A holiday weekend, combined with the funeral of a police officer and graduation at the Naval Academy, will create a “perfect storm” for traffic this weekend, the Maryland State Highway Administration warns.
More than 41.5 million Americans will travel this weekend, a nearly 5 percent increase over last year, according to AAA.
For the Baltimore region, congestion is expected to be even worse. The viewing for slain Baltimore County Police Officer Amy Caprio shut down a section of Belair Road on Thursday that was expected to be closed until around 10 p.m. For Caprio’s funeral Friday, police said to expect closures along the procession route.
And the Naval Academy’s Commissioning Week, which was expected to bring 6,500 daily visitors to Annapolis this week, concludes Friday with a graduation where President Donald Trump will speak.
Gas prices — which are up about 60 cents over this time last year — aren’t expected to deter travelers over the holiday weekend.
INRIX, a global transportation analytics company, expects travel delays on major roads that could be up to three times longer than normal, with the busiest days being Thursday and Friday, according to a news release from INRIX.
“The highest gas prices since 2014 won’t keep travelers home this Memorial Day weekend,” Bill Sutherland, senior vice president of AAA Travel and Publishing, said in the release. “A strong economy and growing consumer confidence are giving Americans all the motivation they need to kick off what we expect to be a busy summer travel season with a Memorial Day getaway.”
According to the release, an estimated 36.6 million people will travel by car, an estimated 1 million will travel by air and an estimated 1.8 million will board trains, buses, rails and cruise ships.
This trend appears to hold true locally for some people interviewed at a gas station on Thursday afternoon.
Chris Crawford, of Westminster, said he and his family would be heading out on Friday for the long weekend.
“We go to Lusby, Maryland, every year — Solomons Island,” Crawford said. “For us, it’s just a three-day weekend. It’s a good excuse to get down — we have property down there.”
Crawford said the traffic will “stink,” and gas prices are high, but it’s not deterring their plans.
“It’s just something to live with, I guess,” he added.
Jacob Moore, of Adamstown, also said higher prices and the threat of bad traffic wouldn’t keep him from his holiday weekend plans. Moore will head to Ocean City with friends this year, and plans to leave around 8 p.m. Friday, he said.
“I don’t think traffic will be bad going there, but it’ll be bad going back,” he said.
Moore said he plans to just “tough it out” and deal with the road congestion.
For others, like Terry Barrick, of Westminster, traveling over this weekend doesn’t seem worth it. Barrick, who is a nurse, will be working anyway, she said, but even if she weren’t, she wouldn’t be traveling.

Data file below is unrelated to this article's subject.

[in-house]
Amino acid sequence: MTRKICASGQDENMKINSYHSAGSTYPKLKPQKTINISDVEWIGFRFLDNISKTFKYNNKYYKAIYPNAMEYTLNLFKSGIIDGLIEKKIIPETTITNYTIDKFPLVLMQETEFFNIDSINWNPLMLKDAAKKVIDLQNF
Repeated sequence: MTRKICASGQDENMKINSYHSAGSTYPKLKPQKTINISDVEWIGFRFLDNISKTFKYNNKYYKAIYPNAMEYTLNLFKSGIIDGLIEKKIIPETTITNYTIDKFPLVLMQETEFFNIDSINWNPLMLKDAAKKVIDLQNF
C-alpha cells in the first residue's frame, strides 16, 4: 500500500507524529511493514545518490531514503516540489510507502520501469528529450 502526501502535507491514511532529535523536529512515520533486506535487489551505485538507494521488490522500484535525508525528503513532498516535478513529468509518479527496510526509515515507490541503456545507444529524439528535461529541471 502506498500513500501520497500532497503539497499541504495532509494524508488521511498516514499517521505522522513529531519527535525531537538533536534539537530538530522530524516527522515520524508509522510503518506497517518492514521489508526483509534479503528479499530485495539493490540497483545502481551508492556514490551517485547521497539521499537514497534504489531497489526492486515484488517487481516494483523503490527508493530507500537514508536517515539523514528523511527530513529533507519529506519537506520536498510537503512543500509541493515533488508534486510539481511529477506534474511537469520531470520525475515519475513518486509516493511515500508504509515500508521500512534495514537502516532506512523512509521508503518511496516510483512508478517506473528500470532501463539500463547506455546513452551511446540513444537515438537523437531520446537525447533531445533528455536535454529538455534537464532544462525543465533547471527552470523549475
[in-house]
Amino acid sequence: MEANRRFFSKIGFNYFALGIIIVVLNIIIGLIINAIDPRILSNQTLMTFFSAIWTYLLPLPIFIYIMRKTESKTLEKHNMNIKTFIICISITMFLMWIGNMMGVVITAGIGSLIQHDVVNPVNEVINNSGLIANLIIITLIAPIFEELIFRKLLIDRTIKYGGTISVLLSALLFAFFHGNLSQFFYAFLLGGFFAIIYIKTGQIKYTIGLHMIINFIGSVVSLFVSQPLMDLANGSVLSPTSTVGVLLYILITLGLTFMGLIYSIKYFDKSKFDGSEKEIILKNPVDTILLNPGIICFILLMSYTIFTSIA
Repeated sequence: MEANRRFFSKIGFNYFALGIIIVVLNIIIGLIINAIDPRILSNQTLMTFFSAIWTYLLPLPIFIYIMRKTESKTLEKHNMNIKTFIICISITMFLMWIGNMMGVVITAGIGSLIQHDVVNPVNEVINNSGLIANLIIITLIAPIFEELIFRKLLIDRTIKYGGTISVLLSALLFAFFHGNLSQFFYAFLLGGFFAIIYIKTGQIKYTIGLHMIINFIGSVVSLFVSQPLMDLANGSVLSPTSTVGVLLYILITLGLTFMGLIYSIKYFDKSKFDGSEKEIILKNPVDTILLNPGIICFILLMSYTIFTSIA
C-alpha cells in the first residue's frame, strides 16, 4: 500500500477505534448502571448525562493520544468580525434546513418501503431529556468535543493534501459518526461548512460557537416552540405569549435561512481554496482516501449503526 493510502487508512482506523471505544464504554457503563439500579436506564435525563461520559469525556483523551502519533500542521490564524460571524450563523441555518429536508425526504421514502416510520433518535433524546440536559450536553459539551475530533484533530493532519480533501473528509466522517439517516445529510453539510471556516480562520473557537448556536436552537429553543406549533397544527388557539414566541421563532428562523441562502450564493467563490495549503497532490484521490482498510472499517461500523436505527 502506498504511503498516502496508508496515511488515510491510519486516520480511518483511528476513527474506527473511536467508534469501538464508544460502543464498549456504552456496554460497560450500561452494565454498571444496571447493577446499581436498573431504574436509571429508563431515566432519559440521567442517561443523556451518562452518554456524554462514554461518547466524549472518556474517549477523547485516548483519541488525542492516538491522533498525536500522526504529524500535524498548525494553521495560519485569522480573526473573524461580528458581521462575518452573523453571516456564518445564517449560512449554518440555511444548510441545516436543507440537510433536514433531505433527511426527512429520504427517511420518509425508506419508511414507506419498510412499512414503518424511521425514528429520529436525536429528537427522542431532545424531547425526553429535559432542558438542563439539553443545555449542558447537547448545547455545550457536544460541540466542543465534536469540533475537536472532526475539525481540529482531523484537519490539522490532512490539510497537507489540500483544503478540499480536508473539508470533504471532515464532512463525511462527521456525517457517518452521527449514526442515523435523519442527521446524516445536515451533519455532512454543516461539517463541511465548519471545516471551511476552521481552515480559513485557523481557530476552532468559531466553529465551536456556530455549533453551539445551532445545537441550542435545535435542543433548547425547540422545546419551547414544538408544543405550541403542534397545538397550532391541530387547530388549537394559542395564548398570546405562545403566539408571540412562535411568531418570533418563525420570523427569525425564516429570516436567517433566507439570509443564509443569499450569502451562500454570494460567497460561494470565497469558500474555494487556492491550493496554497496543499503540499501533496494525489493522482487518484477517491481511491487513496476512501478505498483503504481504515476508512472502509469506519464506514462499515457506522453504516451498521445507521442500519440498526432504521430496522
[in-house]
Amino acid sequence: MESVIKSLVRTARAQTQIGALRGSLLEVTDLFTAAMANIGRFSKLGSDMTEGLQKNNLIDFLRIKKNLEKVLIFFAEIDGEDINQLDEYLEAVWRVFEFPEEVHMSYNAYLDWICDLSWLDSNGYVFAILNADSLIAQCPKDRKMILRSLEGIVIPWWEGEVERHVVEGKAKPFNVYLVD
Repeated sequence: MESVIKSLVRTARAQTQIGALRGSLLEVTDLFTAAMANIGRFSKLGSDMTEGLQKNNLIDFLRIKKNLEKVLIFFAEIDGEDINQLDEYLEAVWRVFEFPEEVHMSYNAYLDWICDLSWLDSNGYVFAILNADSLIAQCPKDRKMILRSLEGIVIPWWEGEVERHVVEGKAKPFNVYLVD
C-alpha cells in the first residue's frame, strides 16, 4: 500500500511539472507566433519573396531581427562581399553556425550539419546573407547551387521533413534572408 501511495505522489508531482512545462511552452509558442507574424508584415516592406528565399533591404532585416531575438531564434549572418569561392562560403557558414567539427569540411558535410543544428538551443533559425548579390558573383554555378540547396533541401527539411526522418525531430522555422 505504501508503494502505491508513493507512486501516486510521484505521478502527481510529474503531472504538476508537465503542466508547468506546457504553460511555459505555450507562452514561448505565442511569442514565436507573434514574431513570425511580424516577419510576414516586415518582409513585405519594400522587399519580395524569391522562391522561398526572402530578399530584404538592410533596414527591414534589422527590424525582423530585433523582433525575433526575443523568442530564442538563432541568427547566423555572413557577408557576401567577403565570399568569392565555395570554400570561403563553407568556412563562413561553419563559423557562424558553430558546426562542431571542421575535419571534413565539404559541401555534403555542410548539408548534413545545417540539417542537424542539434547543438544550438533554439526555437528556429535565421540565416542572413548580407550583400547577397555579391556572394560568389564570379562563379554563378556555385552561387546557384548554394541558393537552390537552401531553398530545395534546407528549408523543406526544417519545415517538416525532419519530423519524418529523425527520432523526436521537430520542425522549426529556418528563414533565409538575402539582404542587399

“It’s a mad house with the traffic and it’s backed up,” she added.
Still, she lamented the high gas prices, as she filled up a tank at a Westminster Exxon for her lawn mower.
“It’s going to cost me a fortune,” she said.
This year’s gas prices are the most expensive Memorial Day prices since 2014, according to the release. Gas prices have been going up due to expensive crude oil, record gasoline demand and shrinking global supply, according to the release. The national per-gallon average for regular was $2.96 on Thursday, according to AAA, with Carroll at $2.94 and Maryland slightly higher at $2.97. That state average is up from $2.36 one year ago.
Higher prices also aren’t unusual for this time of year because refineries transition to federally mandated summer-blend gasoline, which is more environmentally friendly, The Baltimore Sun reported.
Maryland State Highway Administration spokesman John Schofield said this is the first big getaway of the summer travel season.
First and foremost, Schofield said, they advise people to make sure their cars are road-ready and gassed up, because often what causes a lot of the significant delays are car crashes, cars breaking down or getting flat tires, or cars running out of gas.
With all of the factors in the Baltimore region, he said there will be a lot of people on the road. And, he said, the recent bouts of rain and a cold winter are also contributing factors.
“I will anticipate that a lot of people will be trying to get away,” Schofield said.
When leaving, many people tend to stagger their departure times, which will certainly help, he said. But often people all try to return around the same time, which means travel back Monday afternoon and evening will likely involve a lot of traffic, he added.
“There isn’t that phased return home which is why you traditionally see a lot of queuing on the Bay Bridge and the Eastern Shore,” Schofield said.
Schofield also urged people not to try to bail off of U.S. Route 50 in the Kent Island areas and try to find detours through neighborhoods because it is not safe. Kids are playing outside and families are often out walking, he said.
“It turns a neighborhood into a highway,” he added.